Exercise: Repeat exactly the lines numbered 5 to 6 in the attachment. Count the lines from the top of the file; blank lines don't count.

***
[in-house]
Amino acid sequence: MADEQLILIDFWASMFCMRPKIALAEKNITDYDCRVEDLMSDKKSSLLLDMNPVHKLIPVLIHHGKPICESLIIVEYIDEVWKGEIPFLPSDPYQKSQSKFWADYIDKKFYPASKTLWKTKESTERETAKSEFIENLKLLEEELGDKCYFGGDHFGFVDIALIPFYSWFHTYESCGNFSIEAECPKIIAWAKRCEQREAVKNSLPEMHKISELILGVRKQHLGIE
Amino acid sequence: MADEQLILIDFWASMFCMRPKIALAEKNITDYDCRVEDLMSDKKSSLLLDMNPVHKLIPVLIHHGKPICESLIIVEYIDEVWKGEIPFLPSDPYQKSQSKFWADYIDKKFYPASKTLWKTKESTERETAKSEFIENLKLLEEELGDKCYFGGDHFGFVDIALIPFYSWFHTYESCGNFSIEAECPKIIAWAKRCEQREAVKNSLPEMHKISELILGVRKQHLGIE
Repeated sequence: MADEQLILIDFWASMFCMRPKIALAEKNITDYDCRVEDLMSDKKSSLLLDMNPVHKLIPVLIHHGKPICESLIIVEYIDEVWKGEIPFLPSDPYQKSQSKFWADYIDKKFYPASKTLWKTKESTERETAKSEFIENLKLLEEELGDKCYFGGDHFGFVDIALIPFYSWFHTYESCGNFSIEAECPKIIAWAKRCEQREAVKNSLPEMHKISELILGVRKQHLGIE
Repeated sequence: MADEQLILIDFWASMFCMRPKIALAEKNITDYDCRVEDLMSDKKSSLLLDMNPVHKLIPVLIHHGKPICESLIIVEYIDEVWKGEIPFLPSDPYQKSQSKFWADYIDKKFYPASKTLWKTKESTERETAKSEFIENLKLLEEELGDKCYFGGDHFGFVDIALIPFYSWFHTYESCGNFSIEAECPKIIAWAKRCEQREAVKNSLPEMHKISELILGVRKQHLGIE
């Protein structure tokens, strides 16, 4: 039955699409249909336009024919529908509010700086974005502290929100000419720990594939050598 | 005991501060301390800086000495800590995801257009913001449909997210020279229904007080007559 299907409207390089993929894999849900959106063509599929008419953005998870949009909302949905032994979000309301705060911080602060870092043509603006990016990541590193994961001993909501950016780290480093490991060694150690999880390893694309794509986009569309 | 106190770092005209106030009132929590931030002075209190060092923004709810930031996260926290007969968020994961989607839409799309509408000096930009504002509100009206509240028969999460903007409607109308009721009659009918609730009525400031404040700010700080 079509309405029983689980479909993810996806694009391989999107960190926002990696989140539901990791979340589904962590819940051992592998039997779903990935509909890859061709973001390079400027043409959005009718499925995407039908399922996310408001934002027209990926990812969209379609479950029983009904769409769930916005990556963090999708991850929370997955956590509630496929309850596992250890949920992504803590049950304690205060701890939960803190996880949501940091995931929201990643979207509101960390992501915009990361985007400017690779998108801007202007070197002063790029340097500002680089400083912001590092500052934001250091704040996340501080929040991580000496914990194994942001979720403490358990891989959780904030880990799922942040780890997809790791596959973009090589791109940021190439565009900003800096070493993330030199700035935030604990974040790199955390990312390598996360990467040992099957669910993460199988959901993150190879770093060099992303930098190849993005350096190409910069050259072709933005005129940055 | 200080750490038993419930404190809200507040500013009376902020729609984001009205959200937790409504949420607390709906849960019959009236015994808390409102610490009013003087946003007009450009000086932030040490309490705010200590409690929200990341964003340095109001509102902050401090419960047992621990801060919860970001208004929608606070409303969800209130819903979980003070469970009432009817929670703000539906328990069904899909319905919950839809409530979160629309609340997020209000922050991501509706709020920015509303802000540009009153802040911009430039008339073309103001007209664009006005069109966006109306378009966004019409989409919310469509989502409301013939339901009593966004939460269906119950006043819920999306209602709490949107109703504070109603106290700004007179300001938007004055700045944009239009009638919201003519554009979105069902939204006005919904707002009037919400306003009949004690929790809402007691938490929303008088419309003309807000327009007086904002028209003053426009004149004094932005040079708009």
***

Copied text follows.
Repeated sequence: MADEQLILIDFWASMFCMRPKIALAEKNITDYDCRVEDLMSDKKSSLLLDMNPVHKLIPVLIHHGKPICESLIIVEYIDEVWKGEIPFLPSDPYQKSQSKFWADYIDKKFYPASKTLWKTKESTERETAKSEFIENLKLLEEELGDKCYFGGDHFGFVDIALIPFYSWFHTYESCGNFSIEAECPKIIAWAKRCEQREAVKNSLPEMHKISELILGVRKQHLGIE
């Protein structure tokens, strides 16, 4: 039955699409249909336009024919529908509010700086974005502290929100000419720990594939050598 | 005991501060301390800086000495800590995801257009913001449909997210020279229904007080007559 299907409207390089993929894999849900959106063509599929008419953005998870949009909302949905032994979000309301705060911080602060870092043509603006990016990541590193994961001993909501950016780290480093490991060694150690999880390893694309794509986009569309 | 106190770092005209106030009132929590931030002075209190060092923004709810930031996260926290007969968020994961989607839409799309509408000096930009504002509100009206509240028969999460903007409607109308009721009659009918609730009525400031404040700010700080 079509309405029983689980479909993810996806694009391989999107960190926002990696989140539901990791979340589904962590819940051992592998039997779903990935509909890859061709973001390079400027043409959005009718499925995407039908399922996310408001934002027209990926990812969209379609479950029983009904769409769930916005990556963090999708991850929370997955956590509630496929309850596992250890949920992504803590049950304690205060701890939960803190996880949501940091995931929201990643979207509101960390992501915009990361985007400017690779998108801007202007070197002063790029340097500002680089400083912001590092500052934001250091704040996340501080929040991580000496914990194994942001979720403490358990891989959780904030880990799922942040780890997809790791596959973009090589791109940021190439565009900003800096070493993330030199700035935030604990974040790199955390990312390598996360990467040992099957669910993460199988959901993150190879770093060099992303930098190849993005350096190409910069050259072709933005005129940055 | 200080750490038993419930404190809200507040500013009376902020729609984001009205959200937790409504949420607390709906849960019959009236015994808390409102610490009013003087946003007009450009000086932030040490309490705010200590409690929200990341964003340095109001509102902050401090419960047992621990801060919860970001208004929608606070409303969800209130819903979980003070469970009432009817929670703000539906328990069904899909319905919950839809409530979160629309609340997020209000922050991501509706709020920015509303802000540009009153802040911009430039008339073309103001007209664009006005069109966006109306378009966004019409989409919310469509989502409301013939339901009593966004939460269906119950006043819920999306209602709490949107109703504070109603106290700004007179300001938007004055700045944009239009009638919201003519554009979105069902939204006005919904707002009037919400306003009949004690929790809402007691938490929303008088419309003309807000327009007086904002028209003053426009004149004094932005040079708009």